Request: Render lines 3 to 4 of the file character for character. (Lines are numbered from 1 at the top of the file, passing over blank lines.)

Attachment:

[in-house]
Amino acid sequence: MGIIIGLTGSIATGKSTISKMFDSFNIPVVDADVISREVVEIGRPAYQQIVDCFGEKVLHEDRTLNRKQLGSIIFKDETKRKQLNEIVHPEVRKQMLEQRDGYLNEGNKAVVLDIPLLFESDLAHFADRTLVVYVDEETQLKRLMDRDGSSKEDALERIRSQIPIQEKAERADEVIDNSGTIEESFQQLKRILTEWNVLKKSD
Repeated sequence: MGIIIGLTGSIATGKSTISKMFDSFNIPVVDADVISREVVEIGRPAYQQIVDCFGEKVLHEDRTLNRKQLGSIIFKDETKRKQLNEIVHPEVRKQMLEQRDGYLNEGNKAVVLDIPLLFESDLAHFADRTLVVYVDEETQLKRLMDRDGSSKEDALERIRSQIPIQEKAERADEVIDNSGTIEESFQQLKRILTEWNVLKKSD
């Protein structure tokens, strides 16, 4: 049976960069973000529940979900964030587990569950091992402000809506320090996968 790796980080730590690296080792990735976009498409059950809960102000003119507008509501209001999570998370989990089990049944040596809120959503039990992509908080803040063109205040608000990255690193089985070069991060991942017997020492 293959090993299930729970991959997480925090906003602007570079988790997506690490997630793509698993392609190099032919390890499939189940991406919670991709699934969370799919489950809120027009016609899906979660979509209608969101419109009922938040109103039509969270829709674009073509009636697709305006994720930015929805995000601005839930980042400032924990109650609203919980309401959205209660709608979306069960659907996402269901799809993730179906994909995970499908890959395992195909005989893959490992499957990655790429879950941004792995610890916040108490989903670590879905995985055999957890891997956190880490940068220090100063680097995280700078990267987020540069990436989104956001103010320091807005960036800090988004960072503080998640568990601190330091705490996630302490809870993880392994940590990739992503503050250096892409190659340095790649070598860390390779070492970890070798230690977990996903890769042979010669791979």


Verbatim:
Repeated sequence: MGIIIGLTGSIATGKSTISKMFDSFNIPVVDADVISREVVEIGRPAYQQIVDCFGEKVLHEDRTLNRKQLGSIIFKDETKRKQLNEIVHPEVRKQMLEQRDGYLNEGNKAVVLDIPLLFESDLAHFADRTLVVYVDEETQLKRLMDRDGSSKEDALERIRSQIPIQEKAERADEVIDNSGTIEESFQQLKRILTEWNVLKKSD
């Protein structure tokens, strides 16, 4: 049976960069973000529940979900964030587990569950091992402000809506320090996968 790796980080730590690296080792990735976009498409059950809960102000003119507008509501209001999570998370989990089990049944040596809120959503039990992509908080803040063109205040608000990255690193089985070069991060991942017997020492 293959090993299930729970991959997480925090906003602007570079988790997506690490997630793509698993392609190099032919390890499939189940991406919670991709699934969370799919489950809120027009016609899906979660979509209608969101419109009922938040109103039509969270829709674009073509009636697709305006994720930015929805995000601005839930980042400032924990109650609203919980309401959205209660709608979306069960659907996402269901799809993730179906994909995970499908890959395992195909005989893959490992499957990655790429879950941004792995610890916040108490989903670590879905995985055999957890891997956190880490940068220090100063680097995280700078990267987020540069990436989104956001103010320091807005960036800090988004960072503080998640568990601190330091705490996630302490809870993880392994940590990739992503503050250096892409190659340095790649070598860390390779070492970890070798230690977990996903890769042979010669791979």